Fernando Rodney, coming off an up-and-down debut season with the Angels, is the projected closer. Scioscia would love to see the right-hander with the mid-90s heater flourish in the role that belonged to Troy Percival, Francisco Rodriguez and Brian Fuentes in the past decade.
Should Rodney falter or sustain an injury, however, the Angels won't be shy of candidates to plug into the ninth inning.
Veteran Scott Downs, one of the game's premier left-handed relievers, arrives with some closing experience in Toronto. Scioscia, recalling with fondness the emergence of such young guns as Bob Welch and Steve Howe in his youth, is high on Kevin Jepsen and Jordan Walden as potential closers.
"With the power arms that we have in the back end of our 'pen," Scioscia said, "I really feel that we're going to have a closer that is going to emerge."
If a closer by committee happens to materialize, it would be nothing new to Scioscia. He handled bullpens featuring several ninth-inning options in his early years with the Dodgers, including the championship season of 1981.
Scioscia's breakthrough year as the club's primary receiver coincided with the arrival of the great Fernando Valenzuela and the maturation of a dominant staff. Howe, Dave Stewart, Bobby Castillo and Alejandro Pena handled closing responsibilities. Castillo, at 26, was the big brother in the group.
The Angels could produce a similarly youthful look in 2011 with Jepsen, Walden and Michael Kohn, complemented by veteran free-agent acquisitions Downs and Hisanori Takahashi.
Matt Palmer, Jason Bulger, Rich Thompson, Francisco Rodriguez, Trevor Bell and Bobby Cassevah could thrust their way into the late-innings mix with solid springs.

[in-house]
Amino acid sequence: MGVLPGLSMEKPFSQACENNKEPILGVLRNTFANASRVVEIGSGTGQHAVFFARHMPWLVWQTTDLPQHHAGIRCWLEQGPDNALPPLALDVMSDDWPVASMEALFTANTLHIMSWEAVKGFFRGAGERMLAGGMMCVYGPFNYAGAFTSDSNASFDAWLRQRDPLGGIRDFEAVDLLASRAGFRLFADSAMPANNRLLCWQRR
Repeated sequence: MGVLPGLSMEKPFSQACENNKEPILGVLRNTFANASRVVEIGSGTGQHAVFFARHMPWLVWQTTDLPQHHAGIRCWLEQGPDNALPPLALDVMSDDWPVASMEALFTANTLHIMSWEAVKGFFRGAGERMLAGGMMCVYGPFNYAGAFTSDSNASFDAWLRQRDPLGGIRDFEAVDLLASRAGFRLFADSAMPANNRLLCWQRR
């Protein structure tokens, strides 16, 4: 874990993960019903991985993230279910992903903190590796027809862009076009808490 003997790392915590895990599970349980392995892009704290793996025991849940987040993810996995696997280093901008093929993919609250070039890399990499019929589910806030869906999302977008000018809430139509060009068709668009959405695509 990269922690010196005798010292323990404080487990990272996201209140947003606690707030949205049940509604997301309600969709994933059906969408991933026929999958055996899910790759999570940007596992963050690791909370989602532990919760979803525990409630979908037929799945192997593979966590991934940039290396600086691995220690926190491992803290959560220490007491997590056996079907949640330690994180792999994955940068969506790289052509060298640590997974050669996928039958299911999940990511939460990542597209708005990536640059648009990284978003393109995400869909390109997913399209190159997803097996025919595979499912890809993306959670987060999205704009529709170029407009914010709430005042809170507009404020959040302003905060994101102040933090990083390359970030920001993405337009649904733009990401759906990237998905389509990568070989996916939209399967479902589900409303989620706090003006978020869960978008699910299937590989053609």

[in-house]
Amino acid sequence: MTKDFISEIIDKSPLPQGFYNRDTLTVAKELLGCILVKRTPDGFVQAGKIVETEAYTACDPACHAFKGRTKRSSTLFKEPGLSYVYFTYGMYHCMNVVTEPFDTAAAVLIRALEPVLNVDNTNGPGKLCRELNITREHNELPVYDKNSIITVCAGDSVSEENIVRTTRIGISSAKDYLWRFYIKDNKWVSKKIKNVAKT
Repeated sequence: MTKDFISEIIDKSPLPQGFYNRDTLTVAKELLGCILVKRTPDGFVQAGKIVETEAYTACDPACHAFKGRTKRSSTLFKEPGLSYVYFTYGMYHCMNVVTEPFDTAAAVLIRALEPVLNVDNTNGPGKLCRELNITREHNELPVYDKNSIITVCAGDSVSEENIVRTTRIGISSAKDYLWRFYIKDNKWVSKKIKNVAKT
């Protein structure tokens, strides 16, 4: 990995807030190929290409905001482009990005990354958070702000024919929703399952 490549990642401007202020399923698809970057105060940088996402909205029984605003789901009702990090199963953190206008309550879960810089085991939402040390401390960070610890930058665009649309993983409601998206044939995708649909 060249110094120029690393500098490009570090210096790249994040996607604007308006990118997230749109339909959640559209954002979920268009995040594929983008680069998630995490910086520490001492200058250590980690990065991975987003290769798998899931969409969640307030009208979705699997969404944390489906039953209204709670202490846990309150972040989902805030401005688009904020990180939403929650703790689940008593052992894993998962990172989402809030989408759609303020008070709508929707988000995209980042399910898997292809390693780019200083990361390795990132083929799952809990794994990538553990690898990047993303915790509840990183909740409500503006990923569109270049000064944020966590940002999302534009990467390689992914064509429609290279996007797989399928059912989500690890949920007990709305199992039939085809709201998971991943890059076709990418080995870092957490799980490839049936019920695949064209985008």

While Rodney didn't inspire confidence in fans with his uneven performance in 2010, he has a track record as an effective closer.
With the Tigers in 2009, he led the Majors in save percentage, nailing down 37 of 38 opportunities. Filling in for Fuentes when the lefty was down early last season, Rodney was close to perfect, retiring 15 of 16 men he faced in claiming five saves.
But his inability to stay in the strike zone became his downfall late in the season, and he finished with 14 saves in 21 chances. If that's the Rodney who surfaces again, falling behind in counts and putting himself in jams, Scioscia will explore other avenues.
Jepsen, 26, has a closer's mentality and first-rate stuff: mid-90s heater with a developing cutter. He already has made five postseason appearances, earning Scioscia's trust under pressure.
It was with Team USA in the 2008 Summer Olympics where Jepsen made his mark as a finisher, helping drive the team to a bronze medal. He has closed effectively in the Minor Leagues.
Walden, 23, is raw but blessed with overpowering stuff. He began his career as a starter, experiencing arm issues that set him back, and is just now getting a feel for relief.
The big Texan was electric in a September trial with the Angels, striking out 23 in 15 1/3 innings while walking only seven. Walden unleashed 53 pitches that hit 100 mph or higher on the radar gun, third in the American League.
Kohn, 24, is a converted position player who came late to pitching in college and doesn't throw as hard as Walden or Jepsen. But the South Carolinian can hit 91-94 mph with deception and has a knack for getting outs.
Kohn put together a 2.11 ERA in 24 appearances for the Angels last year and hasn't had an ERA above 2.45 in five Minor League stops covering three seasons.
Durable and getting better with age at 34, Downs allowed only 65 baserunners in 61 1/3 innings last season, striking out 48. His combined ERA over the past four seasons, in 262 appearances, is 2.36.
In his most extensive exposure to closing, Downs was 9-for-13 in save attempts for the 2009 Jays.
As seen in the past with a young Rodriguez setting up for Percival and Scot Shields, the eighth-inning role goes hand-in-hand with closing. Downs appears ideally suited for the eighth but also can be a specialist if a big out -- Josh Hamilton, say -- is needed earlier.
Takahashi, who can handle any role out of the bullpen and spot start, gives Scioscia the luxury of a second southpaw to address a left-handed bat in game-turning situation.
A student of the game, Scioscia can recall a time when teams deployed dual closers. Randy Myers was a left-handed hammer who shared the ninth with righties on two dominant teams: Roger McDowell with the 1988 Mets and Rob Dibble with the Reds' 1990 "Nasty Boys." It was another lefty, Jesse Orosco, manning the ninth with McDowell fr the '86 champion Mets.
The popular trend calls for one ninth-inning artist, clearly defining bullpen roles. But getting creative and going with multiple looks can be an effective, if unconventional route.